He jerked his head up. “No Sa! I ain’t never been throwed. Me and horses, we gots us an understandin’, I do right by them, they do right by me.”
“So how were you hurt?”
He turned his back to me and raised his shirt revealing a mosaic of scars, the marks of a bullwhip.
I steadied my voice and raised it. “His name Paul, the man who whipped you.”
“Massa John Simon Castlewait of the Louisville Castlewaits. I was his head groom afore the war.”
“Why were you whipped?” I ground my teeth, waiting for his answer.
“I gots ten lashes each time a horse dinna place, Sa. He couldn’t rightly beat the trainer, he bein’ white and all.”
“I see. Did he survive the war?”
“Far as I know, Sa. He still be there when the army tooks me.”
“Mmm. We best head out Paul, to find this ship you speak of. Why don’t you give Merry a try? She’d probably appreciate a decent rider after me.” I took Silas’s reins from his frozen fingers and settled myself as best I could in the McClellan while he continued to stare at me. “Mount up, Paul.”
Stirred to motion at last, he whispered something in the mare’s ear, took the reins and swung into the saddle, foot never touching stirrup, his broad, gap toothed smile giving him the look of a Jack-O-Lantern. Merry pranced out proudly, leaving Silas and me to bring up the rear.
Under a full moon we maneuvered around the scattered rocks and dunes of the shore line, the tall masts of frigates and Schooners visible in the distance. The animals stepped slowly, each hoof fall sinking in the wet sand, sending crabs scurrying out of each print. We ventured into the surf, with much coaxing on my part. Silas, it appeared, was not a fan of water. Finally entering a secluded cove.
There she sat, a hole big enough to walk a bull through gaped in her side. Paul grinned and pointed as if I might miss the wreck otherwise. “There she be!”
Roughly two and a half years since her beaching, it was a wonder she hadn’t been stripped or burned. I found myself slowing Silas, pulling on the reins as he tried to keep pace with Merry. “Paul!”
A rifle’s discharge cracked in the night, Merry reared, Paul’s hand clutched frantically for her mane, as they went over backward. Another shot rang out.
I flung myself from the saddle, Silas lurched toward Merry and I to Paul. The mare seemed unhurt and was already rising to her feet, Paul lay unmoving, red blossoming on his shirt below his left shoulder. I listened to the sure if erratic thump, thump of his heart. The bullet had missed the organ but he was losing a lot of blood.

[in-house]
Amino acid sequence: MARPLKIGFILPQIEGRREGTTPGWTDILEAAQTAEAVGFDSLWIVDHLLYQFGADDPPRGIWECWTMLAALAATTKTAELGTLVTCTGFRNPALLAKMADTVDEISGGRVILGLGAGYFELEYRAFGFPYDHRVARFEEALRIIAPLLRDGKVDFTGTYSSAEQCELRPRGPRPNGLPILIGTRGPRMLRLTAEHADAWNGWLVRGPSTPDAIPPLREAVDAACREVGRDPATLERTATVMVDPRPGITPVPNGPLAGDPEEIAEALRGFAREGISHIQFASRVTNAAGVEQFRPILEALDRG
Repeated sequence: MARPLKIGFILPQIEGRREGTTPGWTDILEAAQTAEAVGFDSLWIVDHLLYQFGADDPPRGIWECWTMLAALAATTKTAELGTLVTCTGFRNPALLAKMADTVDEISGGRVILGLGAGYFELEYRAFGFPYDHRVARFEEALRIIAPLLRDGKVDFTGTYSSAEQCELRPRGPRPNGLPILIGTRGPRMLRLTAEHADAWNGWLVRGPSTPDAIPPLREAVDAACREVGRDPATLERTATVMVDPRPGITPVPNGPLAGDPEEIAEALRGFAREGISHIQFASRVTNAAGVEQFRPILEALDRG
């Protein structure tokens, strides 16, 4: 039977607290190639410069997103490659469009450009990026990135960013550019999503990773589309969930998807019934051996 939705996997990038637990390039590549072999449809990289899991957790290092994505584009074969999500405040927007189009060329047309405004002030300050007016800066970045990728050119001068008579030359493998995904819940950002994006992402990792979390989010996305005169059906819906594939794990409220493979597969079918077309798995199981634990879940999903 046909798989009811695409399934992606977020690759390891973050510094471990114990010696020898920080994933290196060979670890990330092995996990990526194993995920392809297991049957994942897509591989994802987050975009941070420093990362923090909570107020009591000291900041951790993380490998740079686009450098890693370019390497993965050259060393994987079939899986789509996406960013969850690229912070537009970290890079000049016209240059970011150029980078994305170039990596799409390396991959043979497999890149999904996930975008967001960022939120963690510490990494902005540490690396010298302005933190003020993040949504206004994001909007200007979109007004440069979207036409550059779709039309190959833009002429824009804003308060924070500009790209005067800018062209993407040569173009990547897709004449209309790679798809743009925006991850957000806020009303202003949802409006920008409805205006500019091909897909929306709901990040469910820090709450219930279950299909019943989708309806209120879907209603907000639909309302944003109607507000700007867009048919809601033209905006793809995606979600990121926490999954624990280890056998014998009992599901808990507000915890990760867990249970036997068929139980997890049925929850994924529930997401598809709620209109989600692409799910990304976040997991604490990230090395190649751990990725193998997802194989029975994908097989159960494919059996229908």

Unsure whether it would work or not, I bit into my index finger then probed the wound for the bullet, my blood mingling with his. He groaned at my invasion. I dug deeper, faster. The bone had stopped the shot. I pried it out, ripping my finger tip further on jagged bone, my dark blood mixing with his bright. Pressing my kerchief to the wound, I swallowed my bloodlust, and waited.
It took a moment for the fog to clear my mind enough to realize the cloth was not getting wetter. Gingerly removing it, I peered at the wound. The bleeding had ceased. The canteen lay in the sand a few feet away. Snagging the strap, I pulled it to me. I rinsed the blood away, to find the wound closed and healing, as my fingertip already had.
Our assailants were talking their own sweet time, apparently thinking they had hit us both, but would eventually come to check. I decided not to wait. In a blur of speed I hoped the human eye couldn’t follow, I launched myself toward the ship.
The first fell quickly when his own rifle butt struck the back of his head with enough force to shatter his skull. The second had time to scream before I found his throat. Gorged to bursting and feeling slightly ill, I tossed their bodies into the surf. The tide had turned and would soon carry them out to sea.
Paul roused enough to ask after Merry when I moved him to the shelter of the hulk and once again when I pressed my torn wrist to his lips.
“Drink friend, you’ve lost a lot of blood and soon I must rest.” He opened his mouth to argue and I filled it with my blood then, held his nose until he swallowed. I saw the question in his eyes before they closed. I prayed I knew the answer and, had not broken my vow.